There’s nothing too tricky chord wise here – even the Bb/G, A/G, Ab/G, G sequence is a very straightforward rundown the fretboard. The trickier bit was timing, and particularly the middle instrumental break. The best way to get this is to listen to the original (and maybe even to The Flukes version!) and get the feel for it – it is very much about feel on this, I find, and the key to that is playing some of those chords just before the beat. In the songsheet I’ve added a third page which tries to annotate how this works for that instrumental section. It may help, it may not, but it may be worth a look if you’re struggling with that bit.



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The Great Dominions – The Teardrop Explodes

WilderIt’s been a little while since there’s been some Julian Cope magic on here, so it’s about time that was rectified.


As with a previous post, this one takes us back to their second (and final) album, 1981’s Wilder. Their first album, the previous year’s Kilimanjaro, had a classic post-punk, 60s-garage-band-inspired, psychedelic-influenced scratchy sound, but was also strong on melody, tunes, and threw in a bit of brass to give it a real kick. Wilder, on the other hand, was an altogether more colourful, eclectic, experimental collection, and clearly one where the drug influences (Cope and the band were on a real long rock-and-roll bender by this time) shine through. From the sunshine-pop of Passionate Friend (all ba-ba-bas and horns) to the clipped funkiness of The Culture Bunker and the psychedelic wanderings of Like Leila Khaled Said, this is a more varied and rambling album than its predecessor, and one which – from my perspective – is all the richer because of that.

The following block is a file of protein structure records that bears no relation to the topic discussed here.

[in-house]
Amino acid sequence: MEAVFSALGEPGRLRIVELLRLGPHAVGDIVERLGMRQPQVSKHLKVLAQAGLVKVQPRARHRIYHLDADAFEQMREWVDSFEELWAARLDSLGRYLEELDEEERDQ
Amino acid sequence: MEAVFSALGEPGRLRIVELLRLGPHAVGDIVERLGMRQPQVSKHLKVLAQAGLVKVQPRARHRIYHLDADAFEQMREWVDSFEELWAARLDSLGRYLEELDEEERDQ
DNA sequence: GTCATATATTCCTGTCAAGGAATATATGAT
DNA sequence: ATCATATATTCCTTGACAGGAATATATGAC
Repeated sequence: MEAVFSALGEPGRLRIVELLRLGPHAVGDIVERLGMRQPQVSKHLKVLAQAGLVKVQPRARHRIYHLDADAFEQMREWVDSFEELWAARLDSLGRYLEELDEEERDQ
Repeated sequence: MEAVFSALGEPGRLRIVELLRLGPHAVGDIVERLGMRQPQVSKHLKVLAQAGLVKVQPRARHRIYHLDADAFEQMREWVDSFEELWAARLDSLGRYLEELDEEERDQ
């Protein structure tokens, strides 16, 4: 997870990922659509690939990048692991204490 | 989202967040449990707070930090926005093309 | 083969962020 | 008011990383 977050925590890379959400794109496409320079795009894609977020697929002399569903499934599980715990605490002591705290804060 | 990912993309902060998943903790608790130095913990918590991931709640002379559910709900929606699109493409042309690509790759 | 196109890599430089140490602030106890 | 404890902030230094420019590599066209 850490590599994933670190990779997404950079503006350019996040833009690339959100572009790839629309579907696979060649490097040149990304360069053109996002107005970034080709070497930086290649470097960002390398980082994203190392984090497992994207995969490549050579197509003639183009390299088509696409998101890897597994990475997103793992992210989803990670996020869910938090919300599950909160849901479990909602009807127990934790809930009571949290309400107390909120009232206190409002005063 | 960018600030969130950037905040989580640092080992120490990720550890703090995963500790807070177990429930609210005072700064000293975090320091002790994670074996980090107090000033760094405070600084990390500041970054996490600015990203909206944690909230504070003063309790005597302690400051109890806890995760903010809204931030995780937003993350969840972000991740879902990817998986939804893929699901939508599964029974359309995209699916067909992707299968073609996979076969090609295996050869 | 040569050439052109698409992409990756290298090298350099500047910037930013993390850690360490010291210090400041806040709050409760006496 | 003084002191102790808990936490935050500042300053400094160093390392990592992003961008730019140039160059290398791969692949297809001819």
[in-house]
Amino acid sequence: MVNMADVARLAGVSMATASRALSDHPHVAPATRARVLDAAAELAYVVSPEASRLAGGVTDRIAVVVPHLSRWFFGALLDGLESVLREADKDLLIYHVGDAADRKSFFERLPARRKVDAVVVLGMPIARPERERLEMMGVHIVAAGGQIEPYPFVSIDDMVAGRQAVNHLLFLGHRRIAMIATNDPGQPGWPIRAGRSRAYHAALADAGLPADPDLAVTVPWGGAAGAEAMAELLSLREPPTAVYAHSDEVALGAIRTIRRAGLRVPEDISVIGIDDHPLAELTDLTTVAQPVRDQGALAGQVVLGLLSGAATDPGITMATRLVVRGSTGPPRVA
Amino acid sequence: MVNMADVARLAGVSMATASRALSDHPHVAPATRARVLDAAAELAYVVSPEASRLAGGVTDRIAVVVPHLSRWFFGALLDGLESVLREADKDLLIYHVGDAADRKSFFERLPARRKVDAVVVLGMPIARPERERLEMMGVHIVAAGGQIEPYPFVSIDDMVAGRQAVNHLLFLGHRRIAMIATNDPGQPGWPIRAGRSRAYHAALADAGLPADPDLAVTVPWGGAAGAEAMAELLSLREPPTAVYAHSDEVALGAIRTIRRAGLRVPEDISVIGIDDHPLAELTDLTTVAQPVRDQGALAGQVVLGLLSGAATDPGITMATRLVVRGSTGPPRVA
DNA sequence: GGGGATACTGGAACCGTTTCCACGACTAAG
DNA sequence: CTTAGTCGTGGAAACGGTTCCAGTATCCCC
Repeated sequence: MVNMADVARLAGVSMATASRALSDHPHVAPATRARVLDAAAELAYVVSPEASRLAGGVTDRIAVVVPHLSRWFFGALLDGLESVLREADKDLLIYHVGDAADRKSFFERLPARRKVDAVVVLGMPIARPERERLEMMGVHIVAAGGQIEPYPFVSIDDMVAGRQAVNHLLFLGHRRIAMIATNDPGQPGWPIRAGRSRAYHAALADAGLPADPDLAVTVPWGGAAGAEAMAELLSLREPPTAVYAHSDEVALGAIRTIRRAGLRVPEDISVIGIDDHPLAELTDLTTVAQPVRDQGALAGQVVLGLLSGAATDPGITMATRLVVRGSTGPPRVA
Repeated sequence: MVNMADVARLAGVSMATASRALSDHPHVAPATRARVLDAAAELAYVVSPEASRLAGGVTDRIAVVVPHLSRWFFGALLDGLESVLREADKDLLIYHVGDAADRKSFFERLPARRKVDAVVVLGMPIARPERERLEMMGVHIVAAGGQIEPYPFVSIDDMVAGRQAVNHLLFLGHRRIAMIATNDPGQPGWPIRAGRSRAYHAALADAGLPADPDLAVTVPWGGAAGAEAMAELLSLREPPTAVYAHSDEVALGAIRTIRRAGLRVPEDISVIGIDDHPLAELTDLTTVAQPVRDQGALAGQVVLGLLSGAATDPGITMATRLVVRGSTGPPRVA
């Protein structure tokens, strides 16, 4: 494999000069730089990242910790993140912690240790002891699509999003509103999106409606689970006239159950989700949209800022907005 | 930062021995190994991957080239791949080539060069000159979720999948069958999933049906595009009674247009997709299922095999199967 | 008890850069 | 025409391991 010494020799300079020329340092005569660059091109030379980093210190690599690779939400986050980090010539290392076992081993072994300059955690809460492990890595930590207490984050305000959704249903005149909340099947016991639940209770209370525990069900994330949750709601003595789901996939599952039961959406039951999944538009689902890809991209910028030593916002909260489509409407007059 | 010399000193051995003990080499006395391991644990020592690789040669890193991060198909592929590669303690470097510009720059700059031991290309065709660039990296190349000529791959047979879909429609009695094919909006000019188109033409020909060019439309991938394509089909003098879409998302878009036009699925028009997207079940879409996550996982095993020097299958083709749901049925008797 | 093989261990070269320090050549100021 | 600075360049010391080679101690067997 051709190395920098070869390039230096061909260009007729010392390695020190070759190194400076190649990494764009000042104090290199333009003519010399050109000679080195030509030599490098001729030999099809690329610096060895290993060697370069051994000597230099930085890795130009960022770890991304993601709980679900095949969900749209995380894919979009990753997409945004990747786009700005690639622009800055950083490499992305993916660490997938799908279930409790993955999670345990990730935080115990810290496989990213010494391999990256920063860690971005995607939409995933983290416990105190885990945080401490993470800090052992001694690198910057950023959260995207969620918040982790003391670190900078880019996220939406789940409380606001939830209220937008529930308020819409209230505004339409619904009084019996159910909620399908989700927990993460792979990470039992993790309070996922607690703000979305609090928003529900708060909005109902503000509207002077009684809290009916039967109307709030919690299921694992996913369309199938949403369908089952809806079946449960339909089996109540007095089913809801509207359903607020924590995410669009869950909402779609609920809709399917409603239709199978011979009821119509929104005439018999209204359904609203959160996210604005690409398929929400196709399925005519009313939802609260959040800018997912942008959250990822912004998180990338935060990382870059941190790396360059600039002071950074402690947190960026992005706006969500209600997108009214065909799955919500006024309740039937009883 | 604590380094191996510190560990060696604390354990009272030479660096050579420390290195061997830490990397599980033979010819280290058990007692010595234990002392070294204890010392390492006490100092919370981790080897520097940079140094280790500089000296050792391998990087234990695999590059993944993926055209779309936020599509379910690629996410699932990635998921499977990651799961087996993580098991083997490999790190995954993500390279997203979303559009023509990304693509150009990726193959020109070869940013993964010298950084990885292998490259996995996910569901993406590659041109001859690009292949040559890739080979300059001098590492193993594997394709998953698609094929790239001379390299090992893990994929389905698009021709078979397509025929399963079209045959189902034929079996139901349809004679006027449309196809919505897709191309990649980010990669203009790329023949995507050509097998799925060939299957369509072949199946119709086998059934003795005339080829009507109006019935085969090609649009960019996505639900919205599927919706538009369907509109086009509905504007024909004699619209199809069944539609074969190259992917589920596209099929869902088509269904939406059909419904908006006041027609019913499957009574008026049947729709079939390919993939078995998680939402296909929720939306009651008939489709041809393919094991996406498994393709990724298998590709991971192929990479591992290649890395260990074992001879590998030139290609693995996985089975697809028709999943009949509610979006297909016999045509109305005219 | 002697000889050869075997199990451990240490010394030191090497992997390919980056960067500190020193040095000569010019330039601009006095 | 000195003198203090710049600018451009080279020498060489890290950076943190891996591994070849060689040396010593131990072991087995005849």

The Great Dominions is one of a clutch of slower songs on the album (Tiny Children and …and the fighting takes over being the others) that – in my mind – turn this into a classic. I haven’t a clue what it’s all about – I’m not really sure that Julian had much of an idea either, given the amount of drugs he was consuming at the time (“I’m still stuck in this pickle jar on a paper carpet” anyone?!) – but for all that it is a beautiful and touching hymn that suggests a yearning for lost innocence.

I couldn’t find any chords anywhere for this lovely song, so I’m hoping that what I’ve transcribed works OK. Personally I think it transfers well to the ukulele, but then I would. Nothing tricksy here – it’s just a continuing D / C / G chord loop – and the tune is almost nursery-rhyme like in its simplicity and innocence. Enjoy!


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Ode To Billie Joe – Bobbie Gentry

OdeToBillyJoeSometimes a song arrives so perfectly formed that its difficult to believe that there was a time when it didn’t exist.  And sometimes a song becomes so iconic that it overshadows the artist that created and performed it. I think both of those things apply to this classic.


Ode To Billy Joe is a song, like You’re So Vain or American Pie, that has created a huge amount of debate, discussion and speculation. Originally the b-side to her debut single, Mississippi Delta, Ode… started picking up US airplay and eventually topped the charts there. It’s sparse sound was a contrast to the country rock sound of Mississippi Delta, but it is the enigmatic lyrics that have given the song its long-lasting mystique. Exactly what did Billie Joe and his girlfriend throw off the Tallahatchie Bridge? Why did Billie Joe commit suicide? I’m not going to add to the debate that has ensued endlessly since the songs original release (see here and here for a flavour of that) – suffice to say it is one of those debates that will run and run.

Gentry never really eclipsed this performance (hard to see how that could be possible) despite a series of classy releases. She had continued success in the late 60s and early 70s, but effectively dropped off the public radar by 1972 to focus on television production work, and disappeared entirely from public life in the early 1980s, lending to her own life a degree of the mystery that surrounded this her most iconic song.

There’s not much to say about the song sheet. It’s a simple set of blues-flavoured chords. Just keep the rhythm simple and sparse, and it will sound great.




P.S. I love this photo (below) of Bobbie Gentry crossing the Tallahatchie Bridge